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Upon understanding John Rowe's theory of horizons, I became a bit confused about what should be considered a culture. This concept isn't very clear to me.

According to John Rowe, the earliest period is named Preceramic and it spans from Who knows when up to 9500 B.C., and it does mention the first evidence of human occupation.

This Preceramic period ends in 1800 B.C and from then on it mentions Chavin as a culture (properly) and begins to build up horizons, or this is what I'm understanding.

However, I'm still confused if, according to this theory, is it okay to assume that when humans started to settle in ancient Peru before 9500 B.C., did they constitute a culture?. Other than John Rowe's, is there any recorded evidence which suggests the use of that particular name for the humans who settled in that time frame?.

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    Well...what do you want to consider a "culture"? I ask because archeologists use that term for layers of similar finds, some of which actually predate Homo Sapiens Sapiens. – T.E.D. Apr 6 '18 at 23:59
  • Perhaps you could read the Wikipedia article on Archaeological cultures and then edit your question to clarify what you find confusing. – sempaiscuba Apr 7 '18 at 3:22
  • @T.E.D. Actually I was not very knowledgeable about the term so I had to go to Wikipedia article and it redirected me to material culture and then I ended up on culture which states as "the social behavior and norms found in human societies" different from "material culture which regards as the physical expressions of culture, such as technology, architecture and art". So for one to exist the other must also exist?. Is that what am I understanding correctly?. Can this be explained better in layman terms?. I'd just like to know what is the opinion of the majority regarding the oldest culture. – Chris Steinbeck Bell Apr 7 '18 at 15:00
  • @T.E.D. From this I must say that my question was regarding to the time when John Rowe proposed his theory what did He regarded as the "oldest" culture. Probably what he considered as culture at the time of his findings. – Chris Steinbeck Bell Apr 7 '18 at 15:01
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Archaeologist John Adivasio, from the Florida Atlantic University, with the collaboration of a specialized team, has discovered a variety of artifacts in Huaca Prieta, Peru that may date as far as 15000 B.C., some of them were used for fishing and agriculture. Such artifacts prove the existence of what we may call a culture, although the chronology may be off by a thousand years or so. There's also an interesting reading that traces back maize and corn to Peru. I guess this answers your question, you may ask any further doubt you have. Earlier articles state that we can be sure of the existence of a peruvian civilization starting from 1800 B. C.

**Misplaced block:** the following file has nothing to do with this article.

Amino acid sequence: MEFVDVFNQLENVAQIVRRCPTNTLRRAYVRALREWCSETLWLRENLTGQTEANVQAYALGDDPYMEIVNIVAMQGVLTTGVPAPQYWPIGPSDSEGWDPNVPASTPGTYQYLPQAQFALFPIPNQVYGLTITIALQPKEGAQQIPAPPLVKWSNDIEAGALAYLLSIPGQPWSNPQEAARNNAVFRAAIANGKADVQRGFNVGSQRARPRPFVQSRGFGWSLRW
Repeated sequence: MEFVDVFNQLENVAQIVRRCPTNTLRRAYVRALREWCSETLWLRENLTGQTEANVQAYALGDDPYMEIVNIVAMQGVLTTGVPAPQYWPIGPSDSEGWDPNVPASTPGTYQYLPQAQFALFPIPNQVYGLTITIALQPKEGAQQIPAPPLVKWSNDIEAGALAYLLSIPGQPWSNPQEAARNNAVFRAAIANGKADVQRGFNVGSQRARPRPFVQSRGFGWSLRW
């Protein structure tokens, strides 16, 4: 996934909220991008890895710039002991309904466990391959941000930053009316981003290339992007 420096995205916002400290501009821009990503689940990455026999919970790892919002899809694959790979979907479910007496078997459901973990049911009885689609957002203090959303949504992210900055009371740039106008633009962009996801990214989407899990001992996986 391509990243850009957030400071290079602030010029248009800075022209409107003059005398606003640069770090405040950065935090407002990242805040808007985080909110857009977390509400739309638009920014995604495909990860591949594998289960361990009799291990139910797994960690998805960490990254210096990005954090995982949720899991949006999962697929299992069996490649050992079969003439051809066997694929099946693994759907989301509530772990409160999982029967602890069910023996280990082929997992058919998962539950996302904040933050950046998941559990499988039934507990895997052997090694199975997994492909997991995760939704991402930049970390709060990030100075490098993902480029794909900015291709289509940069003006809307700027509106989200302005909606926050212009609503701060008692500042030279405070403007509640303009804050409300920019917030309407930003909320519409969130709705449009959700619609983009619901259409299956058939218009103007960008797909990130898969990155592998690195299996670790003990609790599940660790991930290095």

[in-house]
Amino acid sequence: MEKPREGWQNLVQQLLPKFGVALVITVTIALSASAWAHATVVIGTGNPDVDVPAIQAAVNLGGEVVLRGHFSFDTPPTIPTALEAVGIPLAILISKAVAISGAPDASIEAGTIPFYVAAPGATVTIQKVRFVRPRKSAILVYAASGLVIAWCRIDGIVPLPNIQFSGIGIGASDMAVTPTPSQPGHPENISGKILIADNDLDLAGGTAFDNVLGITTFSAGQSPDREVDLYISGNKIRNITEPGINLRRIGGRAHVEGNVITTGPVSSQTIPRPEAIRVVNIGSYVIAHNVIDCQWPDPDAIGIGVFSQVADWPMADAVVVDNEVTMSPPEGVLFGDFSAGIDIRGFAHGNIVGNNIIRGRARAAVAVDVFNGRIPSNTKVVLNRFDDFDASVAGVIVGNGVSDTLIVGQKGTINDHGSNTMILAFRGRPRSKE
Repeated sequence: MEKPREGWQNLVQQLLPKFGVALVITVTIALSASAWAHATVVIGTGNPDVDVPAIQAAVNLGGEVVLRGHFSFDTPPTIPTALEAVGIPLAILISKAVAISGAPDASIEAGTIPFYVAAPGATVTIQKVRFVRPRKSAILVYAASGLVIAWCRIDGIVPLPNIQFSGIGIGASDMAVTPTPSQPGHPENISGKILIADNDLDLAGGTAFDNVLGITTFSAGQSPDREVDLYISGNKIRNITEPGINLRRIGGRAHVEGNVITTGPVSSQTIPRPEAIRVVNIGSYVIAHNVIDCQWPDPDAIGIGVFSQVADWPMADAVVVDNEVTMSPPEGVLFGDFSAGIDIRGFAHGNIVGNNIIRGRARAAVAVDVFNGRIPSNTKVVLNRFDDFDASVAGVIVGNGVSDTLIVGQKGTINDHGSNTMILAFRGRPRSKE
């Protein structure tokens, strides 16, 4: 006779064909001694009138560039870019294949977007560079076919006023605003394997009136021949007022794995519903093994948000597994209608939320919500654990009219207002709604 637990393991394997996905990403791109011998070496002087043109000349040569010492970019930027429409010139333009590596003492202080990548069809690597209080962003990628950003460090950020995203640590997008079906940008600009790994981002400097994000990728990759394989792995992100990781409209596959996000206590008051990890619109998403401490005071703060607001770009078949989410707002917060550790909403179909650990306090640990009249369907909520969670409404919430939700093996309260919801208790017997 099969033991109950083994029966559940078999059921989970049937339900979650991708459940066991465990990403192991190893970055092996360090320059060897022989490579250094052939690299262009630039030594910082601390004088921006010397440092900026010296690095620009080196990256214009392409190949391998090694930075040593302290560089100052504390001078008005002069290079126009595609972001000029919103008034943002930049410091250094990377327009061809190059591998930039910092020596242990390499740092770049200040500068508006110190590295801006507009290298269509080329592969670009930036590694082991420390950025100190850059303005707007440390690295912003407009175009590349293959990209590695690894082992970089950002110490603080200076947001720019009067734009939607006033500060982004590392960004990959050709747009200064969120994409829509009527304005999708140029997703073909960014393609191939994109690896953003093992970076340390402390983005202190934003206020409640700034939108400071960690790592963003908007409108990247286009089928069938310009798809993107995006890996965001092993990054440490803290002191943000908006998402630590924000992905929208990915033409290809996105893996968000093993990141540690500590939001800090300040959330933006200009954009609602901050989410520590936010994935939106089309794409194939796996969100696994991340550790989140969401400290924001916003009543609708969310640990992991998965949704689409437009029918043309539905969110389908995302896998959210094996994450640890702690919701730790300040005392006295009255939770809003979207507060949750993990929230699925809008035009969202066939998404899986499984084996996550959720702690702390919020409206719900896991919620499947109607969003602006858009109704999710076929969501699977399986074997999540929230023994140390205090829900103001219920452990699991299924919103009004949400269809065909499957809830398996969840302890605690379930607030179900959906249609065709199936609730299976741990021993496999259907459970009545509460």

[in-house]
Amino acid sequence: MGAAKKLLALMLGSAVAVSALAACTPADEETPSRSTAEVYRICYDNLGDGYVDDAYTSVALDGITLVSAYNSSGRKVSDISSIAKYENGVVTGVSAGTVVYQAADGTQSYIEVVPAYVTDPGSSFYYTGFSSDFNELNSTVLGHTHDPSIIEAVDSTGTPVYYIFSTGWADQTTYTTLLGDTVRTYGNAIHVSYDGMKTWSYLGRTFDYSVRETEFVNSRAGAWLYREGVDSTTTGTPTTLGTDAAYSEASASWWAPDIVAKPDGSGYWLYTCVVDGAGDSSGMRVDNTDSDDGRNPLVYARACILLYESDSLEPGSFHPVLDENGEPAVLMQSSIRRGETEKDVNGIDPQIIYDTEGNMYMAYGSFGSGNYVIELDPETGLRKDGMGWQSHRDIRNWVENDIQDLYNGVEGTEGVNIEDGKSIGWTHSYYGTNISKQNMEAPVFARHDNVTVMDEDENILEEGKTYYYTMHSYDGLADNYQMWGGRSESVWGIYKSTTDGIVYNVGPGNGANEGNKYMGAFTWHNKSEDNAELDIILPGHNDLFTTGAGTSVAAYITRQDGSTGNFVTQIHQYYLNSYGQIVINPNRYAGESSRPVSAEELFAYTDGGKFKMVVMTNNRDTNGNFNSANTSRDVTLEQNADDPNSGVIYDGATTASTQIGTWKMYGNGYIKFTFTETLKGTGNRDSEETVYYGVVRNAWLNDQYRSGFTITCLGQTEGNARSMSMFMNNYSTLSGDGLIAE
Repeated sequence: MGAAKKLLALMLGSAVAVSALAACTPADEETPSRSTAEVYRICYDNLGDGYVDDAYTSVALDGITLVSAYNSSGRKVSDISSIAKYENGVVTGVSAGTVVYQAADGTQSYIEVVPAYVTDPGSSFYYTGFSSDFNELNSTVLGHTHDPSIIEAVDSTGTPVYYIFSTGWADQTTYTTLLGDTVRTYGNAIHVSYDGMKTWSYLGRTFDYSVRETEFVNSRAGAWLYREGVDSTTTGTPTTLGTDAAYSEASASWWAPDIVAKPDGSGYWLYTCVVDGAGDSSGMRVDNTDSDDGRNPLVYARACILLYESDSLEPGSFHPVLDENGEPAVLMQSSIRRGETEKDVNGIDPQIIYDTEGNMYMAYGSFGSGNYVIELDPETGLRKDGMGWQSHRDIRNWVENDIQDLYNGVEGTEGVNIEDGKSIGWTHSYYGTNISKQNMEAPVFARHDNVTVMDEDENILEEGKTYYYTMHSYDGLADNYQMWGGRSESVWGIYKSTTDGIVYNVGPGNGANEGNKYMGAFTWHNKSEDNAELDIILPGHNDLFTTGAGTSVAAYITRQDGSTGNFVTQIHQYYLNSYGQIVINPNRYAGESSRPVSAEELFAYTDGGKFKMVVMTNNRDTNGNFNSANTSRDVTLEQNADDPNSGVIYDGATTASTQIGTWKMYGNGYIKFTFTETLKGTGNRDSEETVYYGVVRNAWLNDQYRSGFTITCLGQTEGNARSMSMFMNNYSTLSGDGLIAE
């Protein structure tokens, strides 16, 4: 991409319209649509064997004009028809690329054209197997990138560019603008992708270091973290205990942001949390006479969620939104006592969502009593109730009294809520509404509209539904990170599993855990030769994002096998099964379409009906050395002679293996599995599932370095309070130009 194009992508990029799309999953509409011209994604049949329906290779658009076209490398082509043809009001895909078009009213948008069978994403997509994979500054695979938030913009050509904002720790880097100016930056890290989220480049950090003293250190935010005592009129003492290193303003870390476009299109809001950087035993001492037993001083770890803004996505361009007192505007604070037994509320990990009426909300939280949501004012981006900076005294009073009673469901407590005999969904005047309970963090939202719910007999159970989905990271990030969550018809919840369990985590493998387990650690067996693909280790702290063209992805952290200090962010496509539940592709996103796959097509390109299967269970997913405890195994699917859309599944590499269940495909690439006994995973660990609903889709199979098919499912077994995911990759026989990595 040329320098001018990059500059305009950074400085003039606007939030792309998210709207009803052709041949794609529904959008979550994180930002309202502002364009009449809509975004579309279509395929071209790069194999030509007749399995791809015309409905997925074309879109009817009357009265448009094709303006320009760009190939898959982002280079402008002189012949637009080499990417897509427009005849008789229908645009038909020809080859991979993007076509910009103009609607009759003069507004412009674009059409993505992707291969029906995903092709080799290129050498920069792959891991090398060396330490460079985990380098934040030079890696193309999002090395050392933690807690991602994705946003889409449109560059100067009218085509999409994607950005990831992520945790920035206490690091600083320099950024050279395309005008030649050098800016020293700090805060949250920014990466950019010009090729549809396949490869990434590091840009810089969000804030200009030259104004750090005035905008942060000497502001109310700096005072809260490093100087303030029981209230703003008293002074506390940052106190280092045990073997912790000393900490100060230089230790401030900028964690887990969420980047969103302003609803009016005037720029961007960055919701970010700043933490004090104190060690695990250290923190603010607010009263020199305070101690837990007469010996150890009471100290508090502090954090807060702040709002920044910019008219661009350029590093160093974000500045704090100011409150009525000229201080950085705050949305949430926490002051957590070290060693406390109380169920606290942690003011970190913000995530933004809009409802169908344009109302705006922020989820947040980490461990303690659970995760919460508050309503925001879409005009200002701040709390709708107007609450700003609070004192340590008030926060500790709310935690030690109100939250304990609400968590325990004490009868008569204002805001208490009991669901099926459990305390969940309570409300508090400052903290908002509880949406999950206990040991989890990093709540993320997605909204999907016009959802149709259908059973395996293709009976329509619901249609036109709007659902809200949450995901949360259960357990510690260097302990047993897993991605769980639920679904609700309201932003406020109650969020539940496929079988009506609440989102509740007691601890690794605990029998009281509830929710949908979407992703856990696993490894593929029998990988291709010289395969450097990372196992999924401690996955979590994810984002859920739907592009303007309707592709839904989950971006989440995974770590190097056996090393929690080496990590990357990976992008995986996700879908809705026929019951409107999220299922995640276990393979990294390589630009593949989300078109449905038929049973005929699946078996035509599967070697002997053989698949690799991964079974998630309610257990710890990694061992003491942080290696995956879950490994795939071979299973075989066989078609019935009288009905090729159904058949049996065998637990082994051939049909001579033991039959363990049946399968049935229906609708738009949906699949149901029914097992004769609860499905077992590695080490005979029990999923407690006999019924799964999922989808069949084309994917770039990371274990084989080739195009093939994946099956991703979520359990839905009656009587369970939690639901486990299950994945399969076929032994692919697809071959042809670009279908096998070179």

Edit: I've found other reputable sources, Haas (2001) and Mann (2005), claiming that the oldest human settlement in Peru is Norte Chico, more specifically that of Huaricanga. It is worth noting that both sources are somewhat outdated compared to the article of Ph.D. Adivasio, written in 2017.

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    so from this answer It can be assumed that whatever appeared in the Preceramic period in John Rowe's theory were cultures?, although he did not named them other than just telling their sites. He just began to use names after the Preceramic period at the start of the Early horizon. – Chris Steinbeck Bell Apr 7 '18 at 15:03
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    Precisely, since those cultures were defined as such by their agriculture development, village constructions and fishing. – Pablo Ivan Apr 7 '18 at 17:46

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